Access to agricultural inputs such as seeds and fertilizers have helped P4P-supported farmers in Nicaragua to successfully increase their crop productivity, and therefore meet market demand. The strengthened link between smallholder farmers and agricultural input providers can be traced to the smallholders’ improved negotiation skills and access to credit, allowing their organisations to negotiate and buy inputs in bulk.
One of P4P’s main activities in Nicaragua has been to provide capacity building among smallholder farmers and to increase their productivity, achieve better yields, and grow higher quality products. The use of agricultural inputs, such as fertilizers, insecticides and improved seeds, are key to achieving all of these goals. Throughout the pilot, P4P and partners such as Disagro and Formunica, have arranged training sessions addressing the use and importance of agricultural inputs.
Commercial partnerships and negotiating purchases
P4P has also assisted farmers’ organizations in forming sustainable commercial partnerships with several agricultural input suppliers. During a series of P4P-sponsored negotiation rounds with suppliers, representatives from 15 selected farmers’ organizations learned how to meet suppliers’ demands, and how to successfully negotiate input purchases. They also developed their entrepreneurial skills, and established sustainable commercial partnerships with the inputs providers. Since 2009, over 9,000 smallholders from the participating farmer’s organizations have benefitted indirectly from these negotiation rounds.
Additionally, in 2013, representatives from 15 P4P-supported farmer’s organizations established two Advisory Committees to facilitate the joint negotiation of better purchase conditions in order to reduce the cost of agricultural inputs.
Ana Rosa Romero, who belongs to an organization represented by the Advisory Committee, said: “Before P4P, the Cooperative La Union didn't have the option to take part in these events, nor to negotiate prices and volumes with commercial suppliers. However, thanks to P4P we are now part of an Advisory Committee. Through the committee we compare the prices offered by different suppliers with those of the market. We are seen as reliable potential clients for input providers, who offer us loans for the purchases and even technical capacity-building workshops.”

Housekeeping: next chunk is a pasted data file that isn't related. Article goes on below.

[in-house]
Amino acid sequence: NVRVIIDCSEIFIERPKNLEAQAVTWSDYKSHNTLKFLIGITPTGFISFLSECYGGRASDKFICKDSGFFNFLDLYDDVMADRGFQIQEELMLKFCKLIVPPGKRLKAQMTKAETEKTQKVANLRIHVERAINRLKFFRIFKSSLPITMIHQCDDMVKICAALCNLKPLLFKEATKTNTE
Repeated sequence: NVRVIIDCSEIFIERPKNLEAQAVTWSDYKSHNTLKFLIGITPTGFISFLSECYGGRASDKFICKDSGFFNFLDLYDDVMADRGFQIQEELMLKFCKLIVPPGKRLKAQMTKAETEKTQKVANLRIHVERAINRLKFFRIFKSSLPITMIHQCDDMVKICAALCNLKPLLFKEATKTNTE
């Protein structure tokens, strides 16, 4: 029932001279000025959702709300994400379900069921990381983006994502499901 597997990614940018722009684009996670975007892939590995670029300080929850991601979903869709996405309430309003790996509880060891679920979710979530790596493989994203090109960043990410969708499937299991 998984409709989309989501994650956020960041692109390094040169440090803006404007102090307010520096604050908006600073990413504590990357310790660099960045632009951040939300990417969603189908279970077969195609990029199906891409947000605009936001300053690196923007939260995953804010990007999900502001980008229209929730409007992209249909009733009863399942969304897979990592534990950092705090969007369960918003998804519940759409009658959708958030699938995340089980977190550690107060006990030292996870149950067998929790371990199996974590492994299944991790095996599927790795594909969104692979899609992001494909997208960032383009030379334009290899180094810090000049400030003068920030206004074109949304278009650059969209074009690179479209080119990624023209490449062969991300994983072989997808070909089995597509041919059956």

Credit secured but still challenges
Farmers in Nicaragua have also improved their access to credit through revolving funds, and by fostering relationships between farmers’ organizations and credit institutions. This is fundamental for the purchase of inputs, because it ensures that farmers will not need to rely upon seasonal incomes, as these are often not available when the inputs are needed.
The nine farmers’ organizations making up the Advisory Committee in Nueva Segovia were able to invest a total of US$ 221,000 in agricultural inputs in 2013. Almost 60% of this was purchased using credit.
Despite significant strides, one of the programme’s major challenges in increasing smallholder productivity is the limited access to credit for purchases of seeds, fertilizers but also other necessary investments in the commercialization phase. P4P continues to work with partners on capacity building to strengthen smallholder farmers’ commercial skills. P4P is also using revolving funds, enabling farmers to build up a credit history that makes them more attractive to creditors. Meanwhile many P4P-supported farmers have also been successful in accessing loans when using WFP contracts or letter of intent to purchase as a guarantee.
Story by Marta Ortiz